Gypsy is a cute, 4-month old kitten who is rambunctious and loves to play. She eats well and uses her litter problems. She is a normal kitten in almost every way, but she has a bad habit. She likes to bite. Her owners have been working with her, but she is a stubborn little girl.

Hunting and stalking are normal cat behaviors, and often kittens need to be trained to stop pouncing and biting hands and feet. Most cats respond to some basic techniques that redirect this natural urge to an appropriate object. Gypsy reflexively bites in a variety of situations, and I’m trying to help her owners change this unwanted response.

Kittens typically teethe and have more oral personalities when they are 4-6 months old, but an owner shouldn’t have to constantly be on guard, wondering whether her pet might bite.

Gypsy behaved for the beginning of her exam at my office, but when she wasn’t getting her way and didn’t want to be touched, she started to bite and kick. Physically being able to handle a biting, 4-pound kitten is relatively easy, but once she grows, she is going to be a bigger problem.

Training a kitten to stop biting requires everyone who comes in contact her to treat her consistently. She is not allowed to bite anyone’s hands or feet, and if she wants to play roughly, a soft, stuffed toy needs to be her “bite” object.

Soft Paws vinyl nail caps can be used with kittens who strike with their claws.

The idea is to take weapons away from the kitten so that she cannot have the upper hand in any situation. During training you have to be firm, but you don’t want to get hurt.

The biting behavior that Gypsy exhibits is more serious than the inappropriate play behavior cats exhibit when they bite moving feet under blankets or attack when you are casually walking around the house. These latter behaviors can be extinguished by redirecting to toys and engaging the kitten in at least 5 minutes of intense, interactive play twice daily for good stimulation.

When you know there are stimuli that trigger a behavior, such as fast-moving hands or feet, you can work to refocus the kitten on another object by throwing something that is OK for her to chase and bite.

Kittens should not bite because they are mad or to get attention. They are training you instead of you training them in these situations.

Punishment is not effective in stopping biting behavior and sometimes just upsets the kitten and worsens the situation.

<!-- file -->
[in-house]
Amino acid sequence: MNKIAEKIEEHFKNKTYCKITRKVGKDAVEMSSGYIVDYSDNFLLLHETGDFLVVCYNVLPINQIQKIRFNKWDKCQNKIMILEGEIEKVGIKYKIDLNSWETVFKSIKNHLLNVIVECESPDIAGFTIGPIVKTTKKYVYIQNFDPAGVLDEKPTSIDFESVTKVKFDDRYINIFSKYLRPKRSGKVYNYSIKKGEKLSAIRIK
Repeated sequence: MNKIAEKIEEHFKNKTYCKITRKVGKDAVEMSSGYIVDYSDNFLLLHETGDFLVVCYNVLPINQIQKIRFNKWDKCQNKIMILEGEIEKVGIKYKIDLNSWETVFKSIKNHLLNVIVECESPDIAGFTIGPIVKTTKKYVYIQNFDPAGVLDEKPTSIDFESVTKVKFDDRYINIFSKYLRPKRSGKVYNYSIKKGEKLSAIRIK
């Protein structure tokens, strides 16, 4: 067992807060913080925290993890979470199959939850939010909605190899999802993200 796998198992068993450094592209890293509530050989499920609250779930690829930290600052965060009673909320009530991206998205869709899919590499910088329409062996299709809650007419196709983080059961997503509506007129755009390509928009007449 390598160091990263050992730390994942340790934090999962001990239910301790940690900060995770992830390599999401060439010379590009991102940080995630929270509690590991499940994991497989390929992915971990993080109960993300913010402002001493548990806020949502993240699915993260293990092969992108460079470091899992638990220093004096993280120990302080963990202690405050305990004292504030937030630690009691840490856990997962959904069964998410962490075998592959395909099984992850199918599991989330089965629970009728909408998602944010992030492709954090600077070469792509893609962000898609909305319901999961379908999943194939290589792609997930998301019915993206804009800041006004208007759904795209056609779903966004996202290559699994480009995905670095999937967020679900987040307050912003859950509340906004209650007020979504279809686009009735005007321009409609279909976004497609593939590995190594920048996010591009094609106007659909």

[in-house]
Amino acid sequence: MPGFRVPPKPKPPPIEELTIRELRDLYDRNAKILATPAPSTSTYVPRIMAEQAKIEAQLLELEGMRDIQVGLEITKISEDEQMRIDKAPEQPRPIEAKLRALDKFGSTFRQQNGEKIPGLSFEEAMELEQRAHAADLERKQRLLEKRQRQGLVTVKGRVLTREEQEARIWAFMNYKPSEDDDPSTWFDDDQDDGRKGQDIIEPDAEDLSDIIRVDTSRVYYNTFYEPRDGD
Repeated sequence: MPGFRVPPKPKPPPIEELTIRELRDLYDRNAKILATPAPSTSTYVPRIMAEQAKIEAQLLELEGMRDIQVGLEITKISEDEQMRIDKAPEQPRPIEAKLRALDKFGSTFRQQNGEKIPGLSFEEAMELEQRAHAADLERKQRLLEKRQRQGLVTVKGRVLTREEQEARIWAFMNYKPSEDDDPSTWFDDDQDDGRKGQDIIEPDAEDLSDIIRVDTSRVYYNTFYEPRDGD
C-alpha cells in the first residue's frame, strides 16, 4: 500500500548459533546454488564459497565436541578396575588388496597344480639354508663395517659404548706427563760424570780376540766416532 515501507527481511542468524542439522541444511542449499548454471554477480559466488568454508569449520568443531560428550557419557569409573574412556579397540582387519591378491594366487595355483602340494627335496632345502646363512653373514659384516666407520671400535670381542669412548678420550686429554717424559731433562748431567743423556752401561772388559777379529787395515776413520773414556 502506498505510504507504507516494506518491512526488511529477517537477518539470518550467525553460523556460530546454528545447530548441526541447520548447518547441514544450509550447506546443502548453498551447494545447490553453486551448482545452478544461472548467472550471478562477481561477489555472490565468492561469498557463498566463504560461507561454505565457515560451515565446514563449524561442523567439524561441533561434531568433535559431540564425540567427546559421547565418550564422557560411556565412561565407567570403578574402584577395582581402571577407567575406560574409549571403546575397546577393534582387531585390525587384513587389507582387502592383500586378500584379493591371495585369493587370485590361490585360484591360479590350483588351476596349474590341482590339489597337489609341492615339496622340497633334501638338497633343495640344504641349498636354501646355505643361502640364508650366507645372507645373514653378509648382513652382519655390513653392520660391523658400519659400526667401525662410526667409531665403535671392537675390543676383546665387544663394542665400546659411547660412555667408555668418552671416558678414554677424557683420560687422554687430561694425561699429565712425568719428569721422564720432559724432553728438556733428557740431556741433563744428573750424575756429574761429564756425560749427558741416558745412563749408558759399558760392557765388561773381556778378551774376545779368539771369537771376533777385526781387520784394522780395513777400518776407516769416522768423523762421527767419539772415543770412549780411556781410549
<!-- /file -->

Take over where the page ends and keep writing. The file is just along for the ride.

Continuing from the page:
Using a loud noise – clapping hands, shaking a can with coins, or using a small air horn – can startle a kitten, and it will stop biting. Kitty “timeouts” can be useful when a kitten gets wild and continues to bite. Two to five minutes in a quiet, dark bathroom will calm her down. Squirting with water can work, but having a bottle or squirt gun readily accessible when the cat bites often is hard.

Rewarding with treats and praise when the kitten is behaving well and not biting is important, too. You have to give the kitten a consistent message on what you will tolerate.

Herbal and nutritional calming supplements can help during training. Rescue Remedy and Composure treats are two such products.

Biting behavior is one situation in which adding another cat or dog to the home could have a positive effect. I rarely suggest getting another pet as a treatment, but some kittens need another animal to interact with and teach them some manners.

If a kitten’s biting is not responding to behavior modification techniques, you need to consult with your vet or a behaviorist, because things will likely get worse as the cat matures. The only time biting has a rational basis is if the animal feels scared or threatened and is trying to protect herself.

One other biting situation that bears mention here is “petting intolerance.” Some cats get overstimulated when they are stroked, then turn around and bite. This surprises some owners. We don’t know why some cats are like this, but the best way to deal with this behavior is to become aware of the subtle signs that the cat is becoming overstimulated.

The signs could be tail swishing or thumping, dilation of the pupils, ears turning back, and a tensing of the body. Once you become aware, you need to immediately stop touching the cat and let her calm. If you are not able to perceive what a cat’s petting limits are, it is best not to touch her even if she jumps in your lap. You can use treats when the cat allows short periods of stroking without biting to try to lengthen her tolerable times.

The Cornell Feline Health Center and the Dumb Friends League both have online information for dealing with biting and other behavior problems:

› (search for Feline Behavior Problems: Aggression)


I hope that with consistent training, Gypsy will stop biting. It might also hep if her owners wear gloves or a sleeve covered with a bad-tasting spray. If she learns that biting tastes bad and doesn’t get her the attention or response she wants, she will be an easier pet to live with.

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